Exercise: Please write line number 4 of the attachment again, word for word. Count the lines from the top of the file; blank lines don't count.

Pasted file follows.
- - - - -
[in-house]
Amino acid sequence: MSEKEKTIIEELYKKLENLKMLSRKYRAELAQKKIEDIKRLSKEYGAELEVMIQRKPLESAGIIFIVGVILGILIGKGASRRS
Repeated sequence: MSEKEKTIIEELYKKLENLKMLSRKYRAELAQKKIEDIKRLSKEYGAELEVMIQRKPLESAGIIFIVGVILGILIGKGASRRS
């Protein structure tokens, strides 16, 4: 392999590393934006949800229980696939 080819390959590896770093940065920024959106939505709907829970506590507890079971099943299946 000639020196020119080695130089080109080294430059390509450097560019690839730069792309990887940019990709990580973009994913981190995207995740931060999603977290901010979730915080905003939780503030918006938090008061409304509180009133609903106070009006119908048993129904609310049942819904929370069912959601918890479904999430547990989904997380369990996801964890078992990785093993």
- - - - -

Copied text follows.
């Protein structure tokens, strides 16, 4: 392999590393934006949800229980696939 080819390959590896770093940065920024959106939505709907829970506590507890079971099943299946 000639020196020119080695130089080109080294430059390509450097560019690839730069792309990887940019990709990580973009994913981190995207995740931060999603977290901010979730915080905003939780503030918006938090008061409304509180009133609903106070009006119908048993129904609310049942819904929370069912959601918890479904999430547990989904997380369990996801964890078992990785093993």